The Risley Theatre is currently wowing audiences with its production of Leonard Nimoy’s Vincent, a one-person play about the life and times of Vincent Van Gogh. Directed by Ed Schiff, this extraordinary play gives us a glimpse into the tumultuous life of one of the world’s greatest artistic geniuses. As narrated by Van Gogh’s brother Theo, the story of the painter’s eventful life is slowly unfolded through a series of letters exchanged between the two brothers. Vincent stars Brendan Ryan, who adroitly takes on the role of both brothers.
A considerable amount of mystique surrounds the figure of Vincent Van Gogh in popular culture. As the typified tortured genius and starving artiste, Van Gogh is believed to be exceedingly eccentric and often depicted as consumed by madness. However, the play gives us, with great sensitivity, the reality of the man behind these confounded ideas.
The play opens in Paris, France in July of 1890, and we discover that we are at the funeral of Vincent Van Gogh. As the central figure in Van Gogh’s life, Theo Van Gogh, who acted as his art dealer, begins to give us a privileged look into the emotions and central beliefs that inspired his brother.
Often told with a touch of humor and incredible poignancy, Theo leads us through Vincent’s earliest beginnings to his tragic ending. From the onset, we are thrilled by the awe-inspiring ardor in which the artist directed his life. The artist was a lover of God, love, and art to the utmost. Few people know the devotion to which Van Gogh dedicated his life to aiding the poor by living among them, preaching and performing kind acts.
Troubled by a haunting loneliness and numerous failures in his love life, Van Gogh never sold a piece of art until the very last years of his life. He confided in Theo and his brother financially supported him until the very end. Artistically, Van Gogh never allowed himself success and thrived on failure. His “overdeveloped sense of drama,” as Theo states with a hint of irony, impelled the painter to attack his art with an astonishing ferocity.
Vincent touchingly portrays both the progression of the artist’s life and the brilliant evolution of his artistic skills. The simple set of the play is enhanced by the projection of slides in the background. The images develop from pencil drawings to the breathtaking pieces so well known by art aficionados, from The Potato Eaters to Bedroom in Arles to The Starry Night.
One of the most impressive aspects of Vincent is the great talent of its starring actor. Ryan embodies both the calm, dignified persona of Theo and the passionate and fervent Vincent. Ryan’s terrific ability to quickly portray a versatile range of emotions and personalities is remarkable. The disparity between the two brothers is instantly seen through the delight of Ryan’s acting. As the sane and rational gentleman, Theo speaks of his overwhelming love of his brother and also of the difficulties of dealing with his troubles. Conversely, Vincent is loud, passionate and filled to the brim with unceasing energy.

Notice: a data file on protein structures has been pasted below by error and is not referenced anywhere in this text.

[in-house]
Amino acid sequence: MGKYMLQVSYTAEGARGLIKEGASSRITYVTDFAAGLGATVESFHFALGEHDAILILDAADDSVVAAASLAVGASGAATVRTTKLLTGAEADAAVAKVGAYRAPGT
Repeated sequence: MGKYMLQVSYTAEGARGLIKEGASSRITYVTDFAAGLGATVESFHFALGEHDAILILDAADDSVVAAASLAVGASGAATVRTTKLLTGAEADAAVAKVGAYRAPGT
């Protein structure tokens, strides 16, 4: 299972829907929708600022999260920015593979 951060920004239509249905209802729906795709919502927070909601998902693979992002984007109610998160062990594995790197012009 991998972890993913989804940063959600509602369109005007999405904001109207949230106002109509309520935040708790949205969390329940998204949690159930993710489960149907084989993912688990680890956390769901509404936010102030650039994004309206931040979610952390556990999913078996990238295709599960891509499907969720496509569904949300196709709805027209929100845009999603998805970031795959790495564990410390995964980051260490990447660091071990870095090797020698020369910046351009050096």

Vincent paints a stunning picture of the life of a singularly unique man whose creative abilities are the likes of which may never be seen again. Van Gogh threw himself wholeheartedly into life and devoted his entire being to the goals he set for himself, whether they were helping the poor, falling in love or creating dazzling masterpieces.
Sadly, the artist struggled with mental problems and other physical illnesses. When Van Gogh moved to Arles in the south of France, many of the townspeople declared him insane and demanded that he be locked within an asylum.
One of the questions that Vincent leaves us with is how to judge a man who deviates from the norm. Both emotionally violent and dramatic, Van Gogh was different by all definitions. His wild eccentricities can be seen as the results of a brilliant intellect.
However, must these extraordinary minds conform to all the demands of society? Though persecuted by the community of Arles for his bizarre behavior, Van Gogh’s peculiarity was a blessing to the art world and future generations of artists. He produced works of exceptional beauty that still overwhelm viewers today and command the highest prices at the premier auction houses.
How could a person judge Vincent Van Gogh? As the play reveals to us, his love for humanity was overpowering. Van Gogh’s greatest wish was “to attain noble things for mankind.” He would be glad to know that art lovers the world over and generations of people would wholeheartedly agree that he fulfilled this goal to the fullest extent.